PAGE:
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Last edited by g29cc; 09-23-2012 at 17:20..
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Old 09-23-2012, 18:38   #10
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Boy I feel fortunate that I have not had to polish the ramp on my 22 or any other Glock I own. They shoot everytime I pull the trigger. Just shot 150 rounds thru my G22 gen 4 today with no problems. Good luck with the polish job, hope it improves your reliability.
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Old 09-23-2012, 18:46   #11
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The actual on topic how to advice (by mymini) was good....very simple procedure if you want to do it...Like I have Whitebrad....all works just fine and smooth.
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Old 09-23-2012, 19:09   #12
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First let me say I have polished many things.

But based on the reliability I have had with my Glocks without mods and understanding that with the current finish on the barrel it doesn't rust even when I abuse it, I would leave it alone.

But if you must polish the feed ramp....
You are done when the issue goes away or it looks the way you want it to look.
You can FK up a barrel if you don't get the angles correct. Sometimes it doesn't take much.
A motorized tool makes things move quickly. This is good and bad. It is very easy to get in trouble very quickly. It also gets the job done quickly.
If you don't have a bit that is the correct size or in this case diameter you will not be taking things off at the same rate.
The finer the polishing compound the slower the job, but jsut like with wood the smoother the finish.

I don't know what else to tell you. I think it is a bit of an art and not a science. Again, if it was my gun and I don't see anything wrong with teh barrel, I would leave it alone, but it isn't mine so have at it.
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Old 09-23-2012, 23:06   #13
Whitebrad25
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Well I have had the FTF. This is a duty firearm of mine and I would like it to be 100%. I'm not saying it needs this but I know it to be one of those things that can only help. I am not concerned of rust or anything like that. I just want smoother feeding for the firearm. I'll shoot another 1,000 rounds and determine how I feel after that point....I go to the range often enough that I will make my decision within a month or so easily. I'll also follow the advice above on the procedure and cautions. Thanks again.


ETA: this is a used G22 so I have to take it for what it is. I have shot many thousands of rounds through barrels without polished feed ramps and they did not polish the feed ramp as the poster suggested. I was not being rude (perhaps the avenue that I used, the internet, created confusion). I am simply trying to get over that "Glock is perfect" advice since clearly my sample size of one is not there yet. Topic related advice is appreciated and the topic is asking for procedural help...no offense intended. For whether or not to do so should depend on the skill of the individual messing with their firearm...so each person should know their own abilities (now that has been added we can add towards the topic). Anyone else with personal experience on the process please let me know if there is anything that has not been stated yet.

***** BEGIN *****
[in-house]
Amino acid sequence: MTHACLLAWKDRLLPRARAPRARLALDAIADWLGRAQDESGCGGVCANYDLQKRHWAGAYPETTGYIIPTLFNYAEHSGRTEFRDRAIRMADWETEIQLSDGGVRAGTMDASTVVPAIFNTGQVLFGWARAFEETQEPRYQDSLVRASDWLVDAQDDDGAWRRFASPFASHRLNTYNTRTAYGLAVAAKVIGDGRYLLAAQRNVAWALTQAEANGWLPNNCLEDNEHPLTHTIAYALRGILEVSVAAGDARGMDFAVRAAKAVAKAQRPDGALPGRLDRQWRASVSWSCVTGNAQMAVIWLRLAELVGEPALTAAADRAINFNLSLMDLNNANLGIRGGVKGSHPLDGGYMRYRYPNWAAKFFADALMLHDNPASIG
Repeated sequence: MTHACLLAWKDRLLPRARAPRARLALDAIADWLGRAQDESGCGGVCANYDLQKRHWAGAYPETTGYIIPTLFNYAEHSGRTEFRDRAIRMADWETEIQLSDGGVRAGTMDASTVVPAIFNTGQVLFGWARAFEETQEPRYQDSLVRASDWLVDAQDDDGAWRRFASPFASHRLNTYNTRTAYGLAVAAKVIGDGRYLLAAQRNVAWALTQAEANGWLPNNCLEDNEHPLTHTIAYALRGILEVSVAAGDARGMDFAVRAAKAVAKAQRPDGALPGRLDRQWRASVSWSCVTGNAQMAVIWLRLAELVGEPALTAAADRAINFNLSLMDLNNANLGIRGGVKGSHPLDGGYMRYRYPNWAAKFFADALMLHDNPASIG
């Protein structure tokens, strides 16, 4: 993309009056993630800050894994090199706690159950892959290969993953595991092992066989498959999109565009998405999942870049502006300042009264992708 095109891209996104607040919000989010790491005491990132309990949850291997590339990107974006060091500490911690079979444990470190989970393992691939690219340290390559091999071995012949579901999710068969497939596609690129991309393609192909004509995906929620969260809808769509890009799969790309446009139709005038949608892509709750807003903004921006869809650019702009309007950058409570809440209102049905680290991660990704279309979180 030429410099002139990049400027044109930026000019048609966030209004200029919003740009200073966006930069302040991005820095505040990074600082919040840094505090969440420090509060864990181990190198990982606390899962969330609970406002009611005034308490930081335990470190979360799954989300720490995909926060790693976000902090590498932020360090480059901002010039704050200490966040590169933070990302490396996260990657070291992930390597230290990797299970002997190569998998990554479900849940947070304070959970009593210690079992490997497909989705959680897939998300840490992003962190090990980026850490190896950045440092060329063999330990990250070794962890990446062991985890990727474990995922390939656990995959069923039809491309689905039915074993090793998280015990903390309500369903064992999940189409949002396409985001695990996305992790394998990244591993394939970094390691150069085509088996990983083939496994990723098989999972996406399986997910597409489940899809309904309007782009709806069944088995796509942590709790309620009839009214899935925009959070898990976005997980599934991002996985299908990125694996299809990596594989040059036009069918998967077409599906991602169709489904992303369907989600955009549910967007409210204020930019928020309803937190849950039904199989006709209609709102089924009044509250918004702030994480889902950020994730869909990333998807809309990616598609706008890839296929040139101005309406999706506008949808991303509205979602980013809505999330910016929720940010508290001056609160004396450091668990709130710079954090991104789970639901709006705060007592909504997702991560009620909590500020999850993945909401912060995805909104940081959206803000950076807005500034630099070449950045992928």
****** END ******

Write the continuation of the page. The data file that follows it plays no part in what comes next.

Appreciate the help guys.

Last edited by Whitebrad25; 09-23-2012 at 23:15..
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Old 09-24-2012, 07:36   #14
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Originally Posted by Whitebrad25 View Post
I know it to be one of those things that can only help.
This is the part I disagree with. I have seen things go from ok to bad with polishing.

Since you have had a FTF, I am wondering if something IS wrong with the Glock or the mag. If you took it to a Glock armorer at a Glockshot competition....

One FTF out of how many rounds? Bad round? (Maybe the round feeding but more than likely the round that just fired)

Another diagnostic would be to load up a mag, point the gun in a safe direction and hand cycle the ammo.
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Old 09-24-2012, 10:19   #15
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I had a glock 27 that was finicky with cycling. It has the occasional failure to feed with the nose of the bullet in the chamber but still a half inch away from battery. My other 3 glocks have not needed any polishing. It sure looks pretty with a polished ramp.

I did a fluff and buff. I use a dowel with some fine wet and dry sand paper on on it. Do a little wet sanding. Start with some at 220 and go down to 400 then 600-1000. These papers get smoother the older they are and sometimes they don't need much finish work. I polished my ramp with rouge.

As many others have said you don't want to remove material, just smooth the surface.

I have also used rouge to put on the barrel/slide interface and run the gun. It can really polish the mating surfaces.

Last edited by glockout; 09-24-2012 at 10:19..
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Old 09-25-2012, 02:30   #16
mymini40
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Originally Posted by PhotoFeller View Post
This sure sounds simple. Do you know you're done when the mirror finish is achieved? Can this process harm the pistol's performance by removing too much or removing the ramp surface unevenly?

For even polishing, I've also heard of using a dowel rod that fits the ramp contour with a very fine polishing material.

Is anything less than a mirror finish considered to be an improvement to the barrel? Does one need to go that far?
When you can see your face reflection on it, thats it. You cant damage the ramp or grab into it since youre using a felt wheel. Go ahead and do it yourself. Its really easy. Just take it slow.
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Old 09-25-2012, 12:28   #17
Whitebrad25
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This is the part I disagree with. I have seen things go from ok to bad with polishing.

Since you have had a FTF, I am wondering if something IS wrong with the Glock or the mag. If you took it to a Glock armorer at a Glockshot competition....

One FTF out of how many rounds? Bad round? (Maybe the round feeding but more than likely the round that just fired)

Another diagnostic would be to load up a mag, point the gun in a safe direction and hand cycle the ammo.

As others have said, it is hard to mess it up with a soft wheel.

And the FTFs were not out of that many rounds, 100 to be exact.